2020 has been a historic year: the pandemic, social justice protests, the presidential election, etc. Our team made considerable effort to provide data-driven and relevant content that brought clarity and context to various issues. We have appreciated your support and are highlighting what you found most interesting this year. Major themes from our top 10 blogs and podcasts include homeownership, evictions, racial disparities, and homelessness. If you haven't already, be sure to check them out below, and thank you for being a listener and/or reader!
As spring officially comes to an end and homebuying season reaches its peak, we celebrate National Homeownership Month. Homeownership can affect our health, education, wellbeing and can be a fundamental piece of building generational wealth. You can get started on the path towards homeownership with these six easy steps.
According to data from the Ohio Housing Finance Agency, over 770,000 veterans are living in Ohio, and approximately nine percent of Ohioans are veterans. As housing prices rise across the state, how are veterans in Ohio coping with these costs?
In the 1930s and 1940s, real estate agents and federal bureaucrats created 239 city maps—14 in Ohio—to gauge the riskiness of home financing. Neighborhoods were assigned security grades: the safest areas were graded 'A' and colored green and the riskiest areas were graded 'D' and colored red. While these maps were tied to economic risk, one of the major factors used was race and ethnicity. The riskiest areas either were integrated or had large foreign-born or Black populations, while areas considered the most ideal for lending had essentially no immigrants or Black residents.
While homeownership can be a great tool for building wealth, it also includes expenses like taxes, insurance, utility payments and unexpected repairs. As you begin the homebuying process, make sure you are financially ready.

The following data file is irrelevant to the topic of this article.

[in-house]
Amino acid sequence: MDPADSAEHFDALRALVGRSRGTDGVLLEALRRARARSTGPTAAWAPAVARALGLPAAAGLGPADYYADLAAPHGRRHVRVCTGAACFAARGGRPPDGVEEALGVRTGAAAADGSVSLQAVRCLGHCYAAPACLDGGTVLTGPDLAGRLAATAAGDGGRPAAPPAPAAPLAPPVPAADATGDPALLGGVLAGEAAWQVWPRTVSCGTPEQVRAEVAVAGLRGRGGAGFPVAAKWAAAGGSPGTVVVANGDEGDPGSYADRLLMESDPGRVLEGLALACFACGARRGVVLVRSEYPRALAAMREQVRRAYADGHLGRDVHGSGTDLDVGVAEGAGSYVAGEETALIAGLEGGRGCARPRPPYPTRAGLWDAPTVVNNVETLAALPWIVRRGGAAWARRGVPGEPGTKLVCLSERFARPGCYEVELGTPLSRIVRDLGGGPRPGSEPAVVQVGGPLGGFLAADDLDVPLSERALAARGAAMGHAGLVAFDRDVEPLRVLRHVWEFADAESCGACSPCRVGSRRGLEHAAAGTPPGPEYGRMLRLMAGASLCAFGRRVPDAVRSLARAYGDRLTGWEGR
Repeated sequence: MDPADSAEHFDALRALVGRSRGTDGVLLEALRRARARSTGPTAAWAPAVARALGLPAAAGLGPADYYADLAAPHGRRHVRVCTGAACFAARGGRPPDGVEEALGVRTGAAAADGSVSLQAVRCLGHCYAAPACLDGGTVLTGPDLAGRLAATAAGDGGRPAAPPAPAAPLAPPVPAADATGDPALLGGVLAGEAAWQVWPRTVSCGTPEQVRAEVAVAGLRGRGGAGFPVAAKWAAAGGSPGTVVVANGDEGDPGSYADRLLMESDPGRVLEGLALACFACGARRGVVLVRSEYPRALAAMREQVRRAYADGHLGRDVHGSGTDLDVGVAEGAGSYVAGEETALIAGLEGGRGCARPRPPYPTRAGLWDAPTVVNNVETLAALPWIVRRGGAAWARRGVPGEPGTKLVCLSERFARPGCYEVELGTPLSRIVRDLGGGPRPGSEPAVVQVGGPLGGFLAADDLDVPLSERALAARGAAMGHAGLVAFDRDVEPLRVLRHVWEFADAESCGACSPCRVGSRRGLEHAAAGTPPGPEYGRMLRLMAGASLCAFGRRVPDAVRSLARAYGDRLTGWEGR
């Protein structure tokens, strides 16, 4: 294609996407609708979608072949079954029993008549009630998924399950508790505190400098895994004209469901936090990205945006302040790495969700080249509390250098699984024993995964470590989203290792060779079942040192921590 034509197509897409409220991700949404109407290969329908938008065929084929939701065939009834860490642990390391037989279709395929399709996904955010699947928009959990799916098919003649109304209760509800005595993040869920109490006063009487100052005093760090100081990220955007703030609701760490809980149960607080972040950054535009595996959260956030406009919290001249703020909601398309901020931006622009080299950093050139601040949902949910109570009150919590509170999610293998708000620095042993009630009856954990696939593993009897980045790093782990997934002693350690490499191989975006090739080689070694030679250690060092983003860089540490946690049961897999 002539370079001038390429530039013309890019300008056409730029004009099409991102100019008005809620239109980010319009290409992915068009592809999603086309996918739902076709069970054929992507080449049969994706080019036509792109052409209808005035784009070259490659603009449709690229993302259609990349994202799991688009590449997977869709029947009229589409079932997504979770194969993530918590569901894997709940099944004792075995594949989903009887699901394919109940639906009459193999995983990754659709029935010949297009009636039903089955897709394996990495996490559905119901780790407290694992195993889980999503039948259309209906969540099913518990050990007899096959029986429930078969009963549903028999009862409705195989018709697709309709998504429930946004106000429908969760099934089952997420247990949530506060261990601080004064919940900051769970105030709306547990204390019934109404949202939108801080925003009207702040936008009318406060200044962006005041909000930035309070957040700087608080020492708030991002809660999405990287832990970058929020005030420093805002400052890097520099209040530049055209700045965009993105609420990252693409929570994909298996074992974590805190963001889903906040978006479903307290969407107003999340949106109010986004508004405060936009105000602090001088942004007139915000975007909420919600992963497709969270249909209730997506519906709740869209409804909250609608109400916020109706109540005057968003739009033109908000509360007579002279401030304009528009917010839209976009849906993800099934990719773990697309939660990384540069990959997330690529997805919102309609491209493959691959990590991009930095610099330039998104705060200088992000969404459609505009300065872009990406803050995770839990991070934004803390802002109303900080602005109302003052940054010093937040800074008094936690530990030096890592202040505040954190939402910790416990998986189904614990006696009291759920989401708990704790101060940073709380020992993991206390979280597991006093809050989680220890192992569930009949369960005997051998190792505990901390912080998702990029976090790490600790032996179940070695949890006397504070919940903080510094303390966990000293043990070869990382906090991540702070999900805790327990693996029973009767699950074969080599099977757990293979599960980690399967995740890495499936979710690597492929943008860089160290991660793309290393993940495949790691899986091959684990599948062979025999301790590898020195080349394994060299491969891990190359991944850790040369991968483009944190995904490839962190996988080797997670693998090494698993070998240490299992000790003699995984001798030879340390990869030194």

Where you live impacts your access to healthcare, transportation, quality of education, and more. Yet, in Ohio, there is a shortage of housing across the state, racial inequality in renting and homeownership, and an aging housing stock. Those are just a few key trends found in this year's Housing Needs Assessment.
Every year, the Ohio Housing Finance Agency helps Ohioans buy the homes of their dreams with down payment assistance, homebuyer education and more. In 2017, at 27 years old, Matthew finally became a first-time homeowner.
The landmark Supreme Court decision Brown v. Board of Education officially ended segregation in schools. The Civil Rights Act of 1964 and other court cases throughout the 1960s and 1970s, further defined the limits of segregation. A 2019 report noted the peak of desegregation occurred in 1988, but since then the share of intensely segregated minority schools has more than tripled.
Owning a home is arguably one of the best ways to build equity and intergenerational wealth. However, this pathway to generating wealth has historically been blocked for non-white households across the country. This trend continues in Ohio, where the gap in homeownership between white and Black householders has been widening steadily for over a decade.
Across the country, people's life chances are influenced by the neighborhood they live in and the resources they have in those neighborhoods. Children especially, have the ability to do very well when they move to a higher opportunity community. Move to Prosper founders sought to test this in Columbus, Ohio, the second most economically separated region in the U.S.
For many children, where they will sleep at night or get their next meal are constant uncertainties. Times of crisis make these basic needs increasingly unpredictable. Many children find consistent sources of food, health and hygiene products, clothing, and more through their schools. Ohio's response to the coronavirus pandemic has required schools to shutter temporarily in an effort to halt the spread of the virus. These actions may save lives, but they pose significant challenges for students who rely on their schools for necessities.